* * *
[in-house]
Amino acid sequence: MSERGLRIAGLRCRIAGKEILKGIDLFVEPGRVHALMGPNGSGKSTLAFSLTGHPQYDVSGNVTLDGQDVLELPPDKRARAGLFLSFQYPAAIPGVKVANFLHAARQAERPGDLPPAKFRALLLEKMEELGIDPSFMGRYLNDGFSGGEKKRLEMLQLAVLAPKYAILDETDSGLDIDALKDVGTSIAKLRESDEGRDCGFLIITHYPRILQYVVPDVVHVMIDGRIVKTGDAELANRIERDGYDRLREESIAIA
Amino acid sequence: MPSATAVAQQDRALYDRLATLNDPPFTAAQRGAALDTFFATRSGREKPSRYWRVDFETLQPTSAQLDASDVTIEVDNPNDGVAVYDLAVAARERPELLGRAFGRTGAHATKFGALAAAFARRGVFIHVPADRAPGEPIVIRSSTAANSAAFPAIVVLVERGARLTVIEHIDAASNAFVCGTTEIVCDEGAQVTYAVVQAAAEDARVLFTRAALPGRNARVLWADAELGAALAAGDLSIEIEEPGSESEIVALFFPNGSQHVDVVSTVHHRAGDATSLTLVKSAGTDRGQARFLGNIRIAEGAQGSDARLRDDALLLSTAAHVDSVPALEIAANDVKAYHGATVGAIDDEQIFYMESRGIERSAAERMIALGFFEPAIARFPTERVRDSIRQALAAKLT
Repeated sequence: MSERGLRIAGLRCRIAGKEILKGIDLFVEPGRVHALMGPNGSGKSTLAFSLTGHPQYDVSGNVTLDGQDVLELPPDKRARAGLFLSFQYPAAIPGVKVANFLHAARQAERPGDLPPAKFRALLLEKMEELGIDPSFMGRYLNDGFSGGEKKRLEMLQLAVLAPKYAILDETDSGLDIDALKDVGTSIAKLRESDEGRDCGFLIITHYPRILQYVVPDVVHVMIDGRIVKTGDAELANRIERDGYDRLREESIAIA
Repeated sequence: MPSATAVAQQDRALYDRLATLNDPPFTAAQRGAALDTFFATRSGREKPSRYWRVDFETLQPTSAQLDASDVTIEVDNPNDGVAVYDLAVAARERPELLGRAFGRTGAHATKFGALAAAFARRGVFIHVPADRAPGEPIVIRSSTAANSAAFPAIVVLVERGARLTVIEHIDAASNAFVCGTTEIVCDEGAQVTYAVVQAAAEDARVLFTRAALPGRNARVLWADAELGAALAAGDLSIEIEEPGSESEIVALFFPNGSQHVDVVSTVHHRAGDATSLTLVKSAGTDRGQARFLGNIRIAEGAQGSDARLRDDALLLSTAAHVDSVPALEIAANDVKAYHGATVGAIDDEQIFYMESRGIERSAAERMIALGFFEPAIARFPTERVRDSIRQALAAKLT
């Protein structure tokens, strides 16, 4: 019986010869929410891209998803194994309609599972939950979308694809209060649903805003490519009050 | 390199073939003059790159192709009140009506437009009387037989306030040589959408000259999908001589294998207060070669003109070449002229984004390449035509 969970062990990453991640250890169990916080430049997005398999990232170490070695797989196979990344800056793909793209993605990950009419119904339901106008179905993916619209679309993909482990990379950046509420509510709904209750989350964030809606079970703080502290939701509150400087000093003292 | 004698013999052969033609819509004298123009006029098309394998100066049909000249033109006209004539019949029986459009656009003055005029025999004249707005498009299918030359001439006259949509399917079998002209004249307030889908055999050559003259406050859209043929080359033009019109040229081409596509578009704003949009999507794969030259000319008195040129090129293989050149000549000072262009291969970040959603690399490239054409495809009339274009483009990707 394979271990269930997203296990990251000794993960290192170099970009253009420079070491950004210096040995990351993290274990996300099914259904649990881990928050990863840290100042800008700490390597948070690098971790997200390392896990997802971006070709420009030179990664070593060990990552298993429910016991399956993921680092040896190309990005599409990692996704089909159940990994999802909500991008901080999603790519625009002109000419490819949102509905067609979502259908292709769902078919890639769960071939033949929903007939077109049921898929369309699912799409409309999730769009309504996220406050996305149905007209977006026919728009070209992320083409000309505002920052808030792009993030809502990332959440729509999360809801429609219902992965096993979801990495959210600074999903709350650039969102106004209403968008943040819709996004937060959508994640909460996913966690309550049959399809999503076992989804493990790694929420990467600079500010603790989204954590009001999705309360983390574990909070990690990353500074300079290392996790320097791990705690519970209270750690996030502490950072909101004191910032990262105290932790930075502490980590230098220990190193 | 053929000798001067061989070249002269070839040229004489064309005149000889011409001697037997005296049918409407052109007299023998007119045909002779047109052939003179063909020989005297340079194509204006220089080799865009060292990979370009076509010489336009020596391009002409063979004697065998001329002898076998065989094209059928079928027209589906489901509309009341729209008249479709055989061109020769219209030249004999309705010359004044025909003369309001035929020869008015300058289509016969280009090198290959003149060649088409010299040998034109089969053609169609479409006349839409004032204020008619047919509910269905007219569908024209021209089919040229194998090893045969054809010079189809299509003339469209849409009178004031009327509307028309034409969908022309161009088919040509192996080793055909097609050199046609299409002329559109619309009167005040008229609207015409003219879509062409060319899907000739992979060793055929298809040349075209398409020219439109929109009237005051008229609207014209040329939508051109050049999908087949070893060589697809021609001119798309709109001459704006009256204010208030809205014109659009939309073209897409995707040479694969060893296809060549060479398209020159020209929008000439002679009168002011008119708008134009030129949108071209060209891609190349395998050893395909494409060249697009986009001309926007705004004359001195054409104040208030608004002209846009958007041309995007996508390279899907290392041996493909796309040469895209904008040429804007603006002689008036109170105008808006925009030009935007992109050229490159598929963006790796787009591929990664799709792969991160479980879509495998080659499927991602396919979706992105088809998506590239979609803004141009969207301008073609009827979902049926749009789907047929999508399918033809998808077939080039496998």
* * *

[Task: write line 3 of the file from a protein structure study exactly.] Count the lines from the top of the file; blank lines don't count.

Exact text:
Amino acid sequence: MPSATAVAQQDRALYDRLATLNDPPFTAAQRGAALDTFFATRSGREKPSRYWRVDFETLQPTSAQLDASDVTIEVDNPNDGVAVYDLAVAARERPELLGRAFGRTGAHATKFGALAAAFARRGVFIHVPADRAPGEPIVIRSSTAANSAAFPAIVVLVERGARLTVIEHIDAASNAFVCGTTEIVCDEGAQVTYAVVQAAAEDARVLFTRAALPGRNARVLWADAELGAALAAGDLSIEIEEPGSESEIVALFFPNGSQHVDVVSTVHHRAGDATSLTLVKSAGTDRGQARFLGNIRIAEGAQGSDARLRDDALLLSTAAHVDSVPALEIAANDVKAYHGATVGAIDDEQIFYMESRGIERSAAERMIALGFFEPAIARFPTERVRDSIRQALAAKLT